Unless your horse requires corrective work on her feet, I try to avoid shoes for as long as possible. Remaining barefoot eliminates the need for boots or other protection when they are turned out or exercising, and promotes wider heels and better feet in general in my experience.

Another mistake is allowing younger horses to carry too much body weight. We like the look of nice plump, round horses but the extra pounds only adds stress. I’ve found that the horses we are most likely to do too much with are those that LOOK big and strong at a young age. We’re fooled by their appearance into thinking they are more mature than they are. This type is far more likely to be the one dealing with chronic arthritic issues at too early an age, even though they often appear fine when younger. Keep in mind, it is the repetitive and continued moderate stress that does the most damage in the long run. And this goes double for the tall and big-bodied youngster.

I haven’t mentioned under saddle work for the simple reason that I’ve found the vast majority of Warmbloods do best when mounted work doesn’t begin until they are fully three and a half.  It takes patience to wait, but extra time to grow up naturally and just “being a horse” serves them well the rest of their lives.

The most difficult thing when training young horses is avoiding the “because they seem ABLE do more, they SHOULD BE doing it” temptation. It is the nicest youngsters that are the easiest to ruin in this way. The smarter and more talented they are, the quicker they get bored by repetition of things they find easy. Boredom all too often leads to irritation and resistance. Once they are working under saddle, a good plan is alternating short periods of work with longer breaks to relax. This applies to individual training sessions as well as a plan for the entire year for 4 through 6-year-olds. Each year the portion of their time “in work” gets higher as they mature physically and mentally. Horses forget nothing during their breaks and return to training with a fresh and eager attitude that will make training a pleasure for both of you.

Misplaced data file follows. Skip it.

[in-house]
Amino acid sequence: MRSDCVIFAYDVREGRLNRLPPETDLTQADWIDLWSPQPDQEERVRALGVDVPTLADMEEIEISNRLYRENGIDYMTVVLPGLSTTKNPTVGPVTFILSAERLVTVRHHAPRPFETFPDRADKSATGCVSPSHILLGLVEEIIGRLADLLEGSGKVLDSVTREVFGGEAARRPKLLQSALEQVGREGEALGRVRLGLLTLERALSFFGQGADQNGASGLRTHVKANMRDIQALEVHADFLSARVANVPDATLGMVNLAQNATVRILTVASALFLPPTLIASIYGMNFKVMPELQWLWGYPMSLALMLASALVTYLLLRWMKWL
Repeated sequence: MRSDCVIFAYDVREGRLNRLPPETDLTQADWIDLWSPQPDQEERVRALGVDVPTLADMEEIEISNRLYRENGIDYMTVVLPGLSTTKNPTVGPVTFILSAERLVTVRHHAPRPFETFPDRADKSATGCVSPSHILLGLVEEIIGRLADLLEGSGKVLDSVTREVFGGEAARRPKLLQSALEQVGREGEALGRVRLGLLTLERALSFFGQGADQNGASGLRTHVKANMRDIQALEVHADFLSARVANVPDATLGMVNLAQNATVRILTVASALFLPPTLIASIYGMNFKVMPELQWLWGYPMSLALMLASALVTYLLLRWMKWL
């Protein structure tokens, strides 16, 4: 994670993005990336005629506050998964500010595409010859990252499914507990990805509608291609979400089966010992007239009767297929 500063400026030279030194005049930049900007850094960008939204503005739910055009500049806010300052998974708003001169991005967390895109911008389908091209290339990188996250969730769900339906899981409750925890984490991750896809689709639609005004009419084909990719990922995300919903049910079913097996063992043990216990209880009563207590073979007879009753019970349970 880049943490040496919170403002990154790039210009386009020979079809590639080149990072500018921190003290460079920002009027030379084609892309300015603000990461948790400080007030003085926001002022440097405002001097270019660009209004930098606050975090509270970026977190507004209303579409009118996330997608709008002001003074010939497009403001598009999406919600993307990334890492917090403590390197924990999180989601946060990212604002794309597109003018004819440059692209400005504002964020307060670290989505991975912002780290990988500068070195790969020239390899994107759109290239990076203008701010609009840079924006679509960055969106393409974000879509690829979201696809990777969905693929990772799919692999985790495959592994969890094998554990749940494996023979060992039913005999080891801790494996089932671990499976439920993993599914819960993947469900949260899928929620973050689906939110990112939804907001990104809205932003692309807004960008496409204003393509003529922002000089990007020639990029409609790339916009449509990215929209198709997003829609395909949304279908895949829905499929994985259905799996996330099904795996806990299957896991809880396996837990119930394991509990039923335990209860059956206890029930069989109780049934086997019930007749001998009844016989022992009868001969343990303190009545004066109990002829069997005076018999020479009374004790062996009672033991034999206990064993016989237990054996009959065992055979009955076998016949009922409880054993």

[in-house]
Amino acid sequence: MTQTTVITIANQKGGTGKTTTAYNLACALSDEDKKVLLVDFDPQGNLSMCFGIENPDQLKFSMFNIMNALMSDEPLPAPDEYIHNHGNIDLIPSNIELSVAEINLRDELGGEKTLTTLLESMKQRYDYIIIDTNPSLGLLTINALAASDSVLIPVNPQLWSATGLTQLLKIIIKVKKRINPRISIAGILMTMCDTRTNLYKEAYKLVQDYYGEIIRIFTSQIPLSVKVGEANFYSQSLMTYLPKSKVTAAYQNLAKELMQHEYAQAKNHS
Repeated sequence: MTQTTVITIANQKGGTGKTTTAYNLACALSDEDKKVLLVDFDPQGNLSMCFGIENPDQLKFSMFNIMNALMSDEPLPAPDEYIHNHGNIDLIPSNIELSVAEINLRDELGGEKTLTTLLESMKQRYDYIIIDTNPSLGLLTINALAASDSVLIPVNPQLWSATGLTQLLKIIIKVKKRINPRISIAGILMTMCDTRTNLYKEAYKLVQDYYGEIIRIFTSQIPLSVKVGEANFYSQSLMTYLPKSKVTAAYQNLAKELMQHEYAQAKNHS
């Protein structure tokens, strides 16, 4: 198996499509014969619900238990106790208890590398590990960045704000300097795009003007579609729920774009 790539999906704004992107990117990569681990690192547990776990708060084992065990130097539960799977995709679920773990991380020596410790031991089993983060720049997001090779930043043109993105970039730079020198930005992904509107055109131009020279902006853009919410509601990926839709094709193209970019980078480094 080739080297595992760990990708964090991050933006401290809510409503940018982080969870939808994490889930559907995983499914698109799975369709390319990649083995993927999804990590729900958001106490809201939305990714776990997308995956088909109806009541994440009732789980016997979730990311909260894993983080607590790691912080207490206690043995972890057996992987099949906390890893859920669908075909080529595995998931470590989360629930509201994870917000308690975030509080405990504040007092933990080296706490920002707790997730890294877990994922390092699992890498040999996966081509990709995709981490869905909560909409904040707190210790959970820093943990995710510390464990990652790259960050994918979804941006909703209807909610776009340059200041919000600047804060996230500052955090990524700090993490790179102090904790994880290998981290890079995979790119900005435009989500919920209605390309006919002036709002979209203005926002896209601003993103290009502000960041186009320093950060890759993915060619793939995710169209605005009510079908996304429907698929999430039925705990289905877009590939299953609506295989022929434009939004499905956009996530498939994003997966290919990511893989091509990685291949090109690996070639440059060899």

– Linda Allen

Video Recommendations:

First Jumps Under Saddle with Linda Allen

First Jumps Under Saddle Part 1 & 2
Linda Allen
Linda Allen, FEI & USEF Judge and Olympic Course Designer, introduces Palo Blanco bred 4-year-old Warmbloods to their first jumps. All Palo Blanco horses get their first experiences under saddle with Jose Alejos and then gain further confidence and miles with the professional riding staff at this beautiful Guatemalan breeding farm. In this topic we get to see their first jumps under saddle incorporating poles with small obstacles in a series of Linda’s exercises that instill courage, foster trust with their riders and keep their new job as sport horses interesting.

View Video

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Linda Allen

Linda Allen (Hunter, Jumper, Course Design) - is an accomplished Olympic Course Designer, Clinician, Judge, Equestrian Facility Design Consultant and Author. For more than 45 years, Linda has been a fixture in the Equestrian Industry. Linda is an FEI Official International Course Designer, FEI Certified Steward and Course Director for Show Jumping and US Equestrian Federation "R" Course Designer for Jumpers and Hunters. She is a USEF Registered Judge for Jumpers, Hunters and Hunt Seat Equitation, Foreign Judge for FEI Events in Canada, Mexico, Sweden, Italy and Saudi Arabia and has been Member and President of the Ground Jury for multiple World Cup Finals and World Equestrian Games events. Visit her website: www.llallen.com